NYDOL Aiding Workers After Tonawanda Coke Shuts Down

The New York State Department of Environmental Conservation is overseeing the safe shutdown of operations at the facility. The coke battery consists of 60 ovens, of which 30 remained in operation at the time of shutdown; on Oct. 15 the last of the remaining 30 ovens were fully emptied, marking the end of coke production at the facility.

A New York Department of Labor Rapid Response team was sent to Tonawanda, N.Y., this week to help workers from the Tonawanda Coke Corp. plant find new jobs, following the company's Chapter 11 bankruptcy filing on Oct. 12.

The New York State Department of Environmental Conservation is overseeing the safe shutdown of operations at the facility. The coke battery consists of 60 ovens, of which 30 remained in operation at the time of shutdown; on Oct. 15 the last of the remaining 30 ovens were fully emptied, marking the end of coke production at the facility, DEC announced Oct. 16. "With the shutdown of the last 30 coke ovens at Tonawanda Coke, we are moving this community one step closer to being free of this facility's billowing smokestacks," DEC Commissioner Basil Seggos said. "DEC will continue to oversee operations until the job is complete, monitoring every step of the shutdown of Tonawanda Coke and advancing the cleanup of any contamination this facility leaves behind."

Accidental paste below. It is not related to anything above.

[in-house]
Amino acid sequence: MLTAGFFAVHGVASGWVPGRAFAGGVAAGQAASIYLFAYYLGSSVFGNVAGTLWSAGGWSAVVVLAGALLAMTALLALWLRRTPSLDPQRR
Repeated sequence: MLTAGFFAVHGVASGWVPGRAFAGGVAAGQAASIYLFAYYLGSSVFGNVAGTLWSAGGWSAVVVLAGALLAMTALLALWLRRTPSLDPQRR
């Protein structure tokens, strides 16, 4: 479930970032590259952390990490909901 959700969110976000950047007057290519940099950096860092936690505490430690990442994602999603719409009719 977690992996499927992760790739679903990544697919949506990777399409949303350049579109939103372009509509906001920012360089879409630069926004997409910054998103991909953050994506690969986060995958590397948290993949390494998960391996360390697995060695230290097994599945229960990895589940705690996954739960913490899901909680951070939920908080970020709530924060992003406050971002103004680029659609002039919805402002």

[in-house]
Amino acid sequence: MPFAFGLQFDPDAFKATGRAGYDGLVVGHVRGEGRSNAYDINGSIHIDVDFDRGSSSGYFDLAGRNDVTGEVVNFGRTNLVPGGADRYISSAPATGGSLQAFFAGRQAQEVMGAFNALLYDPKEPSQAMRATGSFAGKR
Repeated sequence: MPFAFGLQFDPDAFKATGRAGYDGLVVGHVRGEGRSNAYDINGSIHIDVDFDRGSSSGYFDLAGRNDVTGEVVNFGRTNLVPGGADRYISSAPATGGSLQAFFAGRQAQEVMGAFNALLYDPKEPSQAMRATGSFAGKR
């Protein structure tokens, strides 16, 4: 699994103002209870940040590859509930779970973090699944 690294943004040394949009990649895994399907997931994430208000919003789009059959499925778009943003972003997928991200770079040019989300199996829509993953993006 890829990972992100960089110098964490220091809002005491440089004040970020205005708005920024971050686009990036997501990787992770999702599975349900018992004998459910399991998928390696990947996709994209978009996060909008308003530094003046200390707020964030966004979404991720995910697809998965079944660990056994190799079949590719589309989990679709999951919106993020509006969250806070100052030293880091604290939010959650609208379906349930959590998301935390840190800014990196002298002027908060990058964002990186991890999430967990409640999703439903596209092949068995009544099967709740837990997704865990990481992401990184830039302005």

DEC's announcement said the facility's next steps include the continued purging of the extensive system of gas lines throughout the site, as well as cooling of the battery ovens. Shutdown operations will continue throughout this week, and DEC and the U.S. Environmental Protection Agency will be on site to assess environmental conditions and address both the short- and long-term investigation and cleanup of contamination at the site.

"We'll be here for as long as we’re needed to help these men and women access the benefits they need and most importantly, find them new jobs," said Department of Labor Commissioner Roberta Reardon. NYDOL plans to offer targeted career fairs for TCC employees.

Tonawanda Coke's bankruptcy filing cited more than $2 million in debts, WIVB's Daniel Telvock reported. He reported that the company "has a long history of environmental and worker safety violations, along with run-ins with state and federal regulators," including having been ordered by a judge in 2014 to pay $25 million in fines and community service payments after being found guilty of violating environmental laws.

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